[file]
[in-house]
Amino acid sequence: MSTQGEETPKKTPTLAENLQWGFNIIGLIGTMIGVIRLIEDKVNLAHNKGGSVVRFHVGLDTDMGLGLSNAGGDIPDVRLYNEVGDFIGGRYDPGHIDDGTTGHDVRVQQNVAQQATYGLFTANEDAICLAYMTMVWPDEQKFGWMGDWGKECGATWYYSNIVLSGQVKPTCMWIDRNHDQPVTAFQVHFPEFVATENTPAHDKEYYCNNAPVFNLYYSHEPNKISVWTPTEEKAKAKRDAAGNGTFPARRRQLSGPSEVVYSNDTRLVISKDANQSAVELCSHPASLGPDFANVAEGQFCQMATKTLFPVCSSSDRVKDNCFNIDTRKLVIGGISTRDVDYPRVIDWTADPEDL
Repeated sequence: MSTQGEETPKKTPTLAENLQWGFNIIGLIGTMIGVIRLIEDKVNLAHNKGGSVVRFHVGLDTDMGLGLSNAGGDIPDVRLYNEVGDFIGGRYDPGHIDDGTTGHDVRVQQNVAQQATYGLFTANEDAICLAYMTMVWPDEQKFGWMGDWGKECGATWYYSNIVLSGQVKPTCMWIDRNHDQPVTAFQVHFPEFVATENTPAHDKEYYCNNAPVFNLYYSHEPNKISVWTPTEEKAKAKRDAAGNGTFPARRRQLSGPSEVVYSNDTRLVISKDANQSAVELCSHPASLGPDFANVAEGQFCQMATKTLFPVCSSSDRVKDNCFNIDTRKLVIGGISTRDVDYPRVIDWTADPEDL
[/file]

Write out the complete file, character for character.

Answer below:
[in-house]
Amino acid sequence: MSTQGEETPKKTPTLAENLQWGFNIIGLIGTMIGVIRLIEDKVNLAHNKGGSVVRFHVGLDTDMGLGLSNAGGDIPDVRLYNEVGDFIGGRYDPGHIDDGTTGHDVRVQQNVAQQATYGLFTANEDAICLAYMTMVWPDEQKFGWMGDWGKECGATWYYSNIVLSGQVKPTCMWIDRNHDQPVTAFQVHFPEFVATENTPAHDKEYYCNNAPVFNLYYSHEPNKISVWTPTEEKAKAKRDAAGNGTFPARRRQLSGPSEVVYSNDTRLVISKDANQSAVELCSHPASLGPDFANVAEGQFCQMATKTLFPVCSSSDRVKDNCFNIDTRKLVIGGISTRDVDYPRVIDWTADPEDL
Repeated sequence: MSTQGEETPKKTPTLAENLQWGFNIIGLIGTMIGVIRLIEDKVNLAHNKGGSVVRFHVGLDTDMGLGLSNAGGDIPDVRLYNEVGDFIGGRYDPGHIDDGTTGHDVRVQQNVAQQATYGLFTANEDAICLAYMTMVWPDEQKFGWMGDWGKECGATWYYSNIVLSGQVKPTCMWIDRNHDQPVTAFQVHFPEFVATENTPAHDKEYYCNNAPVFNLYYSHEPNKISVWTPTEEKAKAKRDAAGNGTFPARRRQLSGPSEVVYSNDTRLVISKDANQSAVELCSHPASLGPDFANVAEGQFCQMATKTLFPVCSSSDRVKDNCFNIDTRKLVIGGISTRDVDYPRVIDWTADPEDL